1. No, there is another. The ones very dissatisfied with public education and not up to dropping $1,000/month or more on private.

      1. That is category 8.

        Cat 1. Libertarians.
        Cat 2. Hippies
        Cat 3. Evangelicals
        Cat 4. Libertarian Evangelicals.
        Cat 5. Libertarian Hippies.
        Cat 6. Evangelical Hippies.
        Cat 7. Libertarian, Evangelical Hippies.
        Cat 8. None of the above.

        1. What about “withdrew my kids from school before I could face a fine for their chronic tardiness”?

        2. I think they deserve their own category. It’s not like public education isn’t getting progressively worse. I know a kid who graduated near the top of a large class at an “A” school who thought California was another country. I don’t mean the way we might think that, I mean literally. How is that even possible? Not on the standardized test? Also thought the Mississippi was in South America.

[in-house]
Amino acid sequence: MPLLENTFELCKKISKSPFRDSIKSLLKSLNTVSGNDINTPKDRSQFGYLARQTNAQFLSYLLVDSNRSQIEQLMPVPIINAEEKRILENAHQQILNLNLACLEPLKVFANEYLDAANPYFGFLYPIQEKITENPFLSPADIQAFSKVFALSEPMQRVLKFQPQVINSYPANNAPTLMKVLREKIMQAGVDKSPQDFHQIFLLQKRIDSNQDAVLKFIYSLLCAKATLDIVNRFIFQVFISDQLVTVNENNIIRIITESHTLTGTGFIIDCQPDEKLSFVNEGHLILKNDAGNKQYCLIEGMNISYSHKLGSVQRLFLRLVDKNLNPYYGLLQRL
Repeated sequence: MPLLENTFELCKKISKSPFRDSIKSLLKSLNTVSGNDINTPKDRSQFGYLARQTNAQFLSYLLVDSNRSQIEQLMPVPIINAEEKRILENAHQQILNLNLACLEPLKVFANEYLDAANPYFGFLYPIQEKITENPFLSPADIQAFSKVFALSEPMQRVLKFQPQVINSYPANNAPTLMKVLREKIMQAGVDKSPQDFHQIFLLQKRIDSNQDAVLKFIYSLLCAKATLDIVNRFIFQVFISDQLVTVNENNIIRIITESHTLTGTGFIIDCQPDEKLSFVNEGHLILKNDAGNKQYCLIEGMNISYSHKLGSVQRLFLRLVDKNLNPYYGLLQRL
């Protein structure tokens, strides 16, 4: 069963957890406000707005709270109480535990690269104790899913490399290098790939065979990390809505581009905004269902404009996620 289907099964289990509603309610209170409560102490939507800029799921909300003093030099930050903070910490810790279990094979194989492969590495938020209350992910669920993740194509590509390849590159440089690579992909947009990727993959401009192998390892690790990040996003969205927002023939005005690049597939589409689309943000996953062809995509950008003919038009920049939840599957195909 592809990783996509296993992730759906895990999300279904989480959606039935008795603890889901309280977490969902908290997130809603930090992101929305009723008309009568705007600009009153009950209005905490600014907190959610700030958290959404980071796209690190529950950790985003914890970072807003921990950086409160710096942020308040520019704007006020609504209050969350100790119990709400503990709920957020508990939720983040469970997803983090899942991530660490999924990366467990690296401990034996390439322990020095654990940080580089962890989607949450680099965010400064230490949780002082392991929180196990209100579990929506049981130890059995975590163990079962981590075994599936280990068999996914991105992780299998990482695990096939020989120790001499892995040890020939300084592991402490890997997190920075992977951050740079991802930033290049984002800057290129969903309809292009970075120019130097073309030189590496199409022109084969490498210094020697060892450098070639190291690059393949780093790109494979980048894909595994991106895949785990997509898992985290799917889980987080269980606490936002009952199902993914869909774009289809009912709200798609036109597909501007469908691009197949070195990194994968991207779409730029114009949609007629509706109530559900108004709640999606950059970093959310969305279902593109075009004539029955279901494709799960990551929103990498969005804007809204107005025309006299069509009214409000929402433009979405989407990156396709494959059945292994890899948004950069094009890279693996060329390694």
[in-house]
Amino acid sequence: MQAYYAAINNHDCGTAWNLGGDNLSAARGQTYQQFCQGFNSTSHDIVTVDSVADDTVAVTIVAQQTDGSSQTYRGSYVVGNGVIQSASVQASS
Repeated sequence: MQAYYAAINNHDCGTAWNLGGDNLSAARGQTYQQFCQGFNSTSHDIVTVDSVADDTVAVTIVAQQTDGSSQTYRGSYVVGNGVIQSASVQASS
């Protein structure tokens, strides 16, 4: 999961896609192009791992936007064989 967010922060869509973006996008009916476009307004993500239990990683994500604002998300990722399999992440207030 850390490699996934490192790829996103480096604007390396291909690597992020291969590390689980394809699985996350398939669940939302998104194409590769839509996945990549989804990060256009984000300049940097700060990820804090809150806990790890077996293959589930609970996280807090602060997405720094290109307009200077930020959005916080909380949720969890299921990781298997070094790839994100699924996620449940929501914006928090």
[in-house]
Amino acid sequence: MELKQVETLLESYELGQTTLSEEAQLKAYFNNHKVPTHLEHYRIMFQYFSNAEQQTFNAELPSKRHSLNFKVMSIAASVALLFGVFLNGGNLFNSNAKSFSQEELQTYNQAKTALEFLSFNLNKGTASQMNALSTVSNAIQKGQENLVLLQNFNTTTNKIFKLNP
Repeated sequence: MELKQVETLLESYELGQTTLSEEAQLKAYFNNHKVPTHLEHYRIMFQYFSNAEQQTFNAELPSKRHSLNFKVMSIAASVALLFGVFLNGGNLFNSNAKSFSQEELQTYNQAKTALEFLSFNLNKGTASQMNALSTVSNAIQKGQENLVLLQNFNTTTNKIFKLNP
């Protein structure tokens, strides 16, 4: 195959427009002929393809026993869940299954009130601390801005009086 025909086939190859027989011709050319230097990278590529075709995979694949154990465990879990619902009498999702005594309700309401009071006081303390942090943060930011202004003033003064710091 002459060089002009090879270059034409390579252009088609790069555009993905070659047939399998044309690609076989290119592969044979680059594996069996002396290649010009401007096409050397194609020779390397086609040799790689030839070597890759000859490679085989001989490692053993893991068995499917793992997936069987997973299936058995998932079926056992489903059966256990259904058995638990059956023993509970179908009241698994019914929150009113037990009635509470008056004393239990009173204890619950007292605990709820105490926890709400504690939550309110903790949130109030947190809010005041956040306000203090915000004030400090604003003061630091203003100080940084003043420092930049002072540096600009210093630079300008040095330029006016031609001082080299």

1. My pastor’s wife was born in Puerto Rico. When they lived in Tennessee, they had to spend 4 hours trying to register to vote because they didnt think she was born in the USA.

          2. There might be 4 factors now. That one wasnt significant enough when I came up with my concept.

        3. You need a category for the kids with the emotional issues who can’t handle the institutional environment of regular schools. That’s what happened with my cousin. After a few months in high school, it got so bad, he refused to leave the house. So my aunt pulled him out and he got his GED at fifteen.

    2. I see how you get 7 combinations, not 8.

      1. Nemmine, you explained above. I forgot the complement, thought it didn’t count.